Tennessee editorial roundup
Recent editorials from Tennessee newspapers:
Cleveland Daily Banner on a new company moving to a Bradley County industrial site:
Cleveland Mayor Kevin Brooks said it best last month when he described the arrival of a new industry — Triumph Sheets LLC, an affiliate of Schwarz Partners — as being the “best of both worlds.”
Our community always welcomes new business — regardless of size — but when an established company not only chooses Bradley County, but purchases a former industrial site from which to operate, it truly is the best of both worlds.
As has already been reported, Triumph’s interest in the former Westvaco facility — a 357,000-square-foot building located at 4100 Old Tasso Road — stems from its convenient access to rail.
A manufacturer of packaging products, Triumph requires railroad service for product shipments. The sheet (materials) the plant will utilize at its new Cleveland facility will be constructed at mills in South Carolina and North Carolina.
Doug Berry, vice president of economic development for the Cleveland/Bradley Chamber of Commerce, told members of the Industrial Development Board the Triumph plant — expected to be operational by October — will run eight to 10 railroad cars per day into the local facility.
According to Berry’s report to IDB, the rolls of corrugated material are so large that they require shipment through rail transportation.
Constructed in 1971, the railroad link to the plant has not been used for some 15 years. Hence, it is requiring major upgrades which is a part of the total renovation project whose cost is estimated at $14 million, which includes the building’s purchase and improvements.
The railroad infrastructure improvements are getting a boost from the FastTrack Infrastructure Development Program coordinated through the Tennessee Department of Economic and Community Development. IDB, in cooperation with the city of Cleveland and Bradley County, is applying for a $500,000 FastTrack grant from TDECD. Triumph will provide matching funds.
State coffers will also provide $50,000 to offset training expenses, as well as some $2.5 million in job creation, enhanced jobs, industrial machinery, and sales and use tax exemption credits. As an added incentive, IDB will extend a property tax discount equal to a 37.5% reduction on Triumph’s normal property tax payment for a period of seven years.
The new owners will invest some $30 million in machinery, tooling, IT equipment and other personal property over the next five years.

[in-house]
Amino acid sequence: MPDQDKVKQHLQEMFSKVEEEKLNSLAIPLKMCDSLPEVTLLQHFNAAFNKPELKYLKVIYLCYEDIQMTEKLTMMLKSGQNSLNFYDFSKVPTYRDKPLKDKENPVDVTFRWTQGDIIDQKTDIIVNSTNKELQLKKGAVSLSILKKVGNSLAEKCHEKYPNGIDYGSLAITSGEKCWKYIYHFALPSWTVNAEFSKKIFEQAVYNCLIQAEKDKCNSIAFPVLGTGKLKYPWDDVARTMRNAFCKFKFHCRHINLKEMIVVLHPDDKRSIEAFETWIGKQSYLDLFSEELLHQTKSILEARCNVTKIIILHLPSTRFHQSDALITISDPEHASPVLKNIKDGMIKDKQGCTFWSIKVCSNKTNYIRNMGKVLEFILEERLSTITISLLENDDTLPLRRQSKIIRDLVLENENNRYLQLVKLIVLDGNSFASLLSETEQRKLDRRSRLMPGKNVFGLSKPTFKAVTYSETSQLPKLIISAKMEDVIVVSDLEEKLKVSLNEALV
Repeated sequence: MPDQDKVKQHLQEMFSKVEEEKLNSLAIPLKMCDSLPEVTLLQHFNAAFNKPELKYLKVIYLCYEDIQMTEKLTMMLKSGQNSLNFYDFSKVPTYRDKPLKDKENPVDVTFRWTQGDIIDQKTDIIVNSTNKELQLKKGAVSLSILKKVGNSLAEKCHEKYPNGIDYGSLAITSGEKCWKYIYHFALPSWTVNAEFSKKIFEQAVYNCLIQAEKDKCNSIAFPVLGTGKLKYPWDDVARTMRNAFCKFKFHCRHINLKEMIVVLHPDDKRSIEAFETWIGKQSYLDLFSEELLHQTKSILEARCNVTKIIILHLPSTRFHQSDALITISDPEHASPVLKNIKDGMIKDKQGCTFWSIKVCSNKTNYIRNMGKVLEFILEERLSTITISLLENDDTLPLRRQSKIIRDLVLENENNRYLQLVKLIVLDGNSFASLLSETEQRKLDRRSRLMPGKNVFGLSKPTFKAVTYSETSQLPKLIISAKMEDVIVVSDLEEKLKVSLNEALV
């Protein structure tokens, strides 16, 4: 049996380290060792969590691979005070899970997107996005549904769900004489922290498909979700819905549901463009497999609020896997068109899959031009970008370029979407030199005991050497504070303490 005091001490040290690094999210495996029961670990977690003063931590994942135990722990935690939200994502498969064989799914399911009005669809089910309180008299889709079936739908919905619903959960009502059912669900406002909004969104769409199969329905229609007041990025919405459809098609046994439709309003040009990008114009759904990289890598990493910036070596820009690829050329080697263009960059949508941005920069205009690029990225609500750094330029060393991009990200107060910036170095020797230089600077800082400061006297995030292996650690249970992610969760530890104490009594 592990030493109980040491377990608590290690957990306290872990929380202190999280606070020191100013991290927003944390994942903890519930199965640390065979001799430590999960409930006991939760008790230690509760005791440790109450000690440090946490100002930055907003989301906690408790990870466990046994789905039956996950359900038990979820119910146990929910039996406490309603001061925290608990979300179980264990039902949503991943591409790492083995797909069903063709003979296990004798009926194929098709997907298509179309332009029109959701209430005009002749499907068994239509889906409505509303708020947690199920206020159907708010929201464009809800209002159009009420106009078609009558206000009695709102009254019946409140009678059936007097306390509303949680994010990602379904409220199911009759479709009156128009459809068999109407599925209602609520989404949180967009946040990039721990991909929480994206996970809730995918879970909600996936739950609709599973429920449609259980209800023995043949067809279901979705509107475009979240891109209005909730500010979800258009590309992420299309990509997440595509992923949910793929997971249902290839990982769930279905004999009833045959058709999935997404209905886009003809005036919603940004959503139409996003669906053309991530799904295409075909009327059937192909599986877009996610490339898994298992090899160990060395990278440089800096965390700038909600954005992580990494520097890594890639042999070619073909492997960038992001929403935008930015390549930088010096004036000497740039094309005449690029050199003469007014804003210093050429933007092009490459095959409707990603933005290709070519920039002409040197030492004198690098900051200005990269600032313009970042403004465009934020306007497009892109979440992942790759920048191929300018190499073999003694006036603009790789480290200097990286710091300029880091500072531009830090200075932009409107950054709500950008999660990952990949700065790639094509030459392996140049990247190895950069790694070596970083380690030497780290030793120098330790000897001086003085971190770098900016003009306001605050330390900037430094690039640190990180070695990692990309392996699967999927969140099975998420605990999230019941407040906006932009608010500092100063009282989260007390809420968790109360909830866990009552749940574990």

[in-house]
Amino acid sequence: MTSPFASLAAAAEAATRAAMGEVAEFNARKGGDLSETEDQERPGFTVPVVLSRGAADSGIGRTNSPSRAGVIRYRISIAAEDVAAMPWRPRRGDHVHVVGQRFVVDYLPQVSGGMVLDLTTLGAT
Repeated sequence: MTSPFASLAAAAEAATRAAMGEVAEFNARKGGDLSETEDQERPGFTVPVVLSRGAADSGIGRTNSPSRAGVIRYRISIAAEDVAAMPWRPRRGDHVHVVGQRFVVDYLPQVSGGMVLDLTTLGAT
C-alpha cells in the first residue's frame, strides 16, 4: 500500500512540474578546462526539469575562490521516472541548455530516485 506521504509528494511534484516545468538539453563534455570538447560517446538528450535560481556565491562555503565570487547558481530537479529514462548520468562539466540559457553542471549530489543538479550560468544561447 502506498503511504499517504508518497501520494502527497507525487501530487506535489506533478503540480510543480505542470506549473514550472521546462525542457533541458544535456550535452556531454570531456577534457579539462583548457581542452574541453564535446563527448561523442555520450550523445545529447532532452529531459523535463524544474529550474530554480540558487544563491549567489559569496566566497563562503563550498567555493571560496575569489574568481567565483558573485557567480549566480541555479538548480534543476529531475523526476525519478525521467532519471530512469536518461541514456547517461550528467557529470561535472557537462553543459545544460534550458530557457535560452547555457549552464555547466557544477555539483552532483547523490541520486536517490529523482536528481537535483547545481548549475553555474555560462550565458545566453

All will be funds well spent once the Triumph plant begins operation. Here’s why: Cleveland and Bradley County government will reap significant tax benefits.
Berry explained it in detail.
“Over the seven-year period, the company will pay the city and county $636,184 in real property taxes and $760,981 in personal property taxes,” the Chamber executive explained. “The company will receive a tax break of $456,588 on their personal property taxes and $381,710 on their real property taxes.”
Once the discount period concludes, Triumph will pay full real and personal property taxes. That’s the gravy on the biscuit.
Initially, the company will bring 50 new jobs to the area. By December 2023, it is expected to employ 83.
There is much good in the unveiling of this Triumph story. But one of the biggest rewards to our community is the rebirth of a former industrial site that was going unused.
Filling the empty shells of past operations is of utmost importance to our community’s economic development.
It is also a positive sign of this truth: If there are companies willing to invest in repurposing existing structures, there most assuredly are those ready to build anew from the ground up.
Perhaps the arrival of Triumph brings with it positive vibes for the future occupancy of Spring Branch Industrial Park.
We keep our fingers crossed for an announcement of the first tenant.
Years in the making, this modern industrial park is prime real estate for an emerging company wishing to become part of the growth story that now defines our Cleveland and Bradley County hometown.
Johnson City Press on Tennessee lawmakers honoring a controversial Confederate figure:
Tennessee Gov. Bill Lee could have saved the state considerable anguish had he declined to sign the proclamation honoring slave trader, Confederate general and early Ku Klux Klan leader Nathan Bedford Forrest.
Yes, state law says it is the governor’s “duty” each year to proclaim July 13 as “Nathan Bedford Forrest Day,” but some laws were made to be broken. It’s hard to imagine any real consequences would have resulted from a refusal to use his pen. Lee might have mustered some moral courage and shown the world that Tennessee is ready to evolve.
Instead, Lee’s signature kept Tennessee on the wrong side of history for yet another year, which was made abundantly clear by the backlash. Even members of Lee’s own party — notably conservative U.S. Sen. Ted Cruz — were quick to condemn the governor’s decision.
In the wake of the controversy, Lee reversed course last week when he said he would work toward changing the law, telling Press Staff Writer Brandon Paykamian that Forrest had “a part of his history that’s very painful for Tennesseans.”